The Mysterious Case of the Missing BigDecimal Constructor

My current project has recently been experiencing runtime exceptions of the form:

NoSuchMethodError: java.math.BigDecimal.<init>(I)V

These exceptions only showed up when we started creating a codebase that mixes code written for Java 1.4 and code written for Java 1.5 (we wanted our design to use generics and annotations).

Looking at the stack trace it was clear that the source of the runtime exception was construction of a BigDecimal using an int argument, for example, new BigDecimal(5). Looking over the Java API reveals that in Java 1.5 BigDecimal has a constructor that takes a double or an int argument while in Java 1.4 BigDecimal has no constructor that takes an int argument.

Working through all the permutations with a colleague we were able to create the runtime exception when we built our code using a Java 1.5 build path, compiling for Java 1.4, and running the code on a Java 1.4 JVM. It turned out that the key mistake was to use the Java 1.5 build path. This only happened on certain misconfigured developer machines. Once we reconfigured the developer machines the runtime exception was gone.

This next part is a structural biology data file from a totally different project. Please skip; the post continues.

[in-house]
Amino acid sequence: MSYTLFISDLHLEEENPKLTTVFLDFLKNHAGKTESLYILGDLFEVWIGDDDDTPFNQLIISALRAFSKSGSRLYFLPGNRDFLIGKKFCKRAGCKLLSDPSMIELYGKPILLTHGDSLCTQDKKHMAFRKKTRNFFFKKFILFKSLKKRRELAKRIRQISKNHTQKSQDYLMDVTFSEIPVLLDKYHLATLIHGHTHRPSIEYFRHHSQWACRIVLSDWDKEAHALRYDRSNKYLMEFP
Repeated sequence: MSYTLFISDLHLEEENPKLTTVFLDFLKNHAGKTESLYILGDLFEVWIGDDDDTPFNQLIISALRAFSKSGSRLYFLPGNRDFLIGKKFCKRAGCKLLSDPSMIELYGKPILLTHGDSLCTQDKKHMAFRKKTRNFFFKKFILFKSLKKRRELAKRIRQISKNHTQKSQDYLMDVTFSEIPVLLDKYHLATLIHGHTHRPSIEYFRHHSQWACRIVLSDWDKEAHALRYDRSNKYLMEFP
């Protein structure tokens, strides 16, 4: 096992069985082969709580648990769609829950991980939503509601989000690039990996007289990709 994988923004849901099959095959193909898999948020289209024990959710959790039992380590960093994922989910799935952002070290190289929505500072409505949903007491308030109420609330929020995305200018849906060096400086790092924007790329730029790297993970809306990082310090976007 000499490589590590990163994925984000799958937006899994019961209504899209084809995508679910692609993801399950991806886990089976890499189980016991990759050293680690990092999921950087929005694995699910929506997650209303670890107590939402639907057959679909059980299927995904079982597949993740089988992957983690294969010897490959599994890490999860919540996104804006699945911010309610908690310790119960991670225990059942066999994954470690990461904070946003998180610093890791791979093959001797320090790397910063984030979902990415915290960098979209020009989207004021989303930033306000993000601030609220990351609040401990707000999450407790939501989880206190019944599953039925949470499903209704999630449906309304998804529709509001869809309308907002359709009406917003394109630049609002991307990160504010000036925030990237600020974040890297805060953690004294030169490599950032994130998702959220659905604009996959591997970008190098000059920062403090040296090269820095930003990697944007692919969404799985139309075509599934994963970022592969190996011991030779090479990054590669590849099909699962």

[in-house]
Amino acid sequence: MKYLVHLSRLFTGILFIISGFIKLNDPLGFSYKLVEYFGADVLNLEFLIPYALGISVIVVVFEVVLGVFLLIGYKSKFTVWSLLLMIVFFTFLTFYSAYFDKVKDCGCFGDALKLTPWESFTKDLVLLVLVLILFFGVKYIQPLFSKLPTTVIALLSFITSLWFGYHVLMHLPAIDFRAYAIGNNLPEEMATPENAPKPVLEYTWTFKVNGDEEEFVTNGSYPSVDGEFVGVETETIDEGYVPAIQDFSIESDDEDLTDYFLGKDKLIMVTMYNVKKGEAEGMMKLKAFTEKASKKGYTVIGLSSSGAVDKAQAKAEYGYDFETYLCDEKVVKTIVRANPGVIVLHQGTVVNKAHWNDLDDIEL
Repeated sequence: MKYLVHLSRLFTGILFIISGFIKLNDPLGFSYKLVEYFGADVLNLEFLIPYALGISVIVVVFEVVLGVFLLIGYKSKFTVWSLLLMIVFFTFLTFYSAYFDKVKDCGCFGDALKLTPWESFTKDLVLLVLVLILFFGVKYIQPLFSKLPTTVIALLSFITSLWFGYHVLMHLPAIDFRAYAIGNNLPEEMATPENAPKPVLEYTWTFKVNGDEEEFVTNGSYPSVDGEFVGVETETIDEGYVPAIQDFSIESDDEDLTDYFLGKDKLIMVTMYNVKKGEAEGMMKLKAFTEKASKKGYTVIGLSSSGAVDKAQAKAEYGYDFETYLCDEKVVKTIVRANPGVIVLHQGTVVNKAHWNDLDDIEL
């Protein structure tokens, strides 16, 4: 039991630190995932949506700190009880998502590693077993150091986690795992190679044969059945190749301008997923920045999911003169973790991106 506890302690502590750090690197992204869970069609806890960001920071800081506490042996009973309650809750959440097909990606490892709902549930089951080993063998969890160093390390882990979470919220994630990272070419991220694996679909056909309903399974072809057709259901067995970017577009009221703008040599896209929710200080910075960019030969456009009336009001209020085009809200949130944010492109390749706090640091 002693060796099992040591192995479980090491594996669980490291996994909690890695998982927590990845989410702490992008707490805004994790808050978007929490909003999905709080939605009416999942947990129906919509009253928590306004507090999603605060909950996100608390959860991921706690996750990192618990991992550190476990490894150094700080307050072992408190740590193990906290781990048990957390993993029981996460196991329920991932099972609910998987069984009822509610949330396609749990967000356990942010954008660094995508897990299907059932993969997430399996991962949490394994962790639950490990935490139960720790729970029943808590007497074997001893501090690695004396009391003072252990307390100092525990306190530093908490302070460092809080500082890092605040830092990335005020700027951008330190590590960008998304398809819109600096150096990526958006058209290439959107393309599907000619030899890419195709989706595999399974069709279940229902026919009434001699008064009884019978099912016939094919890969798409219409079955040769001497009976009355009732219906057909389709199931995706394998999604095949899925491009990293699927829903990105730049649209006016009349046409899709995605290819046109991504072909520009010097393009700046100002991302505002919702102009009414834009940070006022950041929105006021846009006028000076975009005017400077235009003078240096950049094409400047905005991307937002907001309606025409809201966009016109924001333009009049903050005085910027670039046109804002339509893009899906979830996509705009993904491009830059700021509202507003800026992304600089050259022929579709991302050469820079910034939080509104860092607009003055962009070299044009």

Still, I was curious and I wanted to really understand the runtime exception. I installed the Bytecode Outline plugin for Eclipse so that I could see the bytecodes generated for new BigDecimal(5). You could also use the javap command line tool. Below are the interesting fragments of bytecode.

Build Path: 1.4.2

NEW java/math/BigDecimal
DUP
LDC 5.0
INVOKESPECIAL java/math/BigDecimal.<init>(D)V

Build Path: 1.5.0

NEW java/math/BigDecimal
DUP
ICONST_5
INVOKESPECIAL java/math/BigDecimal.<init>(I)V

Now it is easy to see what is going on. When the build path is for Java 1.4 the compiler converts the int literal 5 to a double. When the build path is for Java 1.5 the compiler generates a call to a constructor that takes an int argument—a method that does not exist in the 1.4 runtime libraries.

Case closed.

If you want to know the meaning of operands such as DUP and LDC, you can read Chapter 6 of The Java Virtual Machine Specification.

2 Comments

AnonymousFebruary 13th, 2009 at 7:27 am

We were stumped by this idiosyncrasy.
Awesome analysis!!

Thank you.

TotoMarch 24th, 2009 at 9:16 am

I have exactly this problem when using the constructor BigDecimal big = new BigDecimal(0) and so resolved by BigDecimal big = new BigDecimal(“0”) or another solution is to cast the value
BigDecimal big = new BigDecimal((double)0)

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